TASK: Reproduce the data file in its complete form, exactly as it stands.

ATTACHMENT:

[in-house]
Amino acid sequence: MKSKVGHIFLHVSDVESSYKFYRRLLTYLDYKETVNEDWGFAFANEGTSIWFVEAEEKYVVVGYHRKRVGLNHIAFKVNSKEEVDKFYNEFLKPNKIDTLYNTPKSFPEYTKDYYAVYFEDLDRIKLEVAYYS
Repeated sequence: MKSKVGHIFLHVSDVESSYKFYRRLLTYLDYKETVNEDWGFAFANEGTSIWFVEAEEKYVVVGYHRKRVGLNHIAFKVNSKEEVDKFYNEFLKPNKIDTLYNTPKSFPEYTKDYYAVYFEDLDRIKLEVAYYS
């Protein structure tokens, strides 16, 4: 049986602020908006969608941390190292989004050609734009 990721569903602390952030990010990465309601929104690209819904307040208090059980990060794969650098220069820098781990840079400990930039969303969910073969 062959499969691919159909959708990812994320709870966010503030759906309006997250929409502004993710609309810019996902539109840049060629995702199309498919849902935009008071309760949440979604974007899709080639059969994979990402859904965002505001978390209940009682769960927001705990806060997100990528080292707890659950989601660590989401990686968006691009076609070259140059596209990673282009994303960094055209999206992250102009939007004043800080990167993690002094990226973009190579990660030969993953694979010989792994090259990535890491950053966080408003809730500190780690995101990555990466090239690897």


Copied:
[in-house]
Amino acid sequence: MKSKVGHIFLHVSDVESSYKFYRRLLTYLDYKETVNEDWGFAFANEGTSIWFVEAEEKYVVVGYHRKRVGLNHIAFKVNSKEEVDKFYNEFLKPNKIDTLYNTPKSFPEYTKDYYAVYFEDLDRIKLEVAYYS
Repeated sequence: MKSKVGHIFLHVSDVESSYKFYRRLLTYLDYKETVNEDWGFAFANEGTSIWFVEAEEKYVVVGYHRKRVGLNHIAFKVNSKEEVDKFYNEFLKPNKIDTLYNTPKSFPEYTKDYYAVYFEDLDRIKLEVAYYS
């Protein structure tokens, strides 16, 4: 049986602020908006969608941390190292989004050609734009 990721569903602390952030990010990465309601929104690209819904307040208090059980990060794969650098220069820098781990840079400990930039969303969910073969 062959499969691919159909959708990812994320709870966010503030759906309006997250929409502004993710609309810019996902539109840049060629995702199309498919849902935009008071309760949440979604974007899709080639059969994979990402859904965002505001978390209940009682769960927001705990806060997100990528080292707890659950989601660590989401990686968006691009076609070259140059596209990673282009994303960094055209999206992250102009939007004043800080990167993690002094990226973009190579990660030969993953694979010989792994090259990535890491950053966080408003809730500190780690995101990555990466090239690897």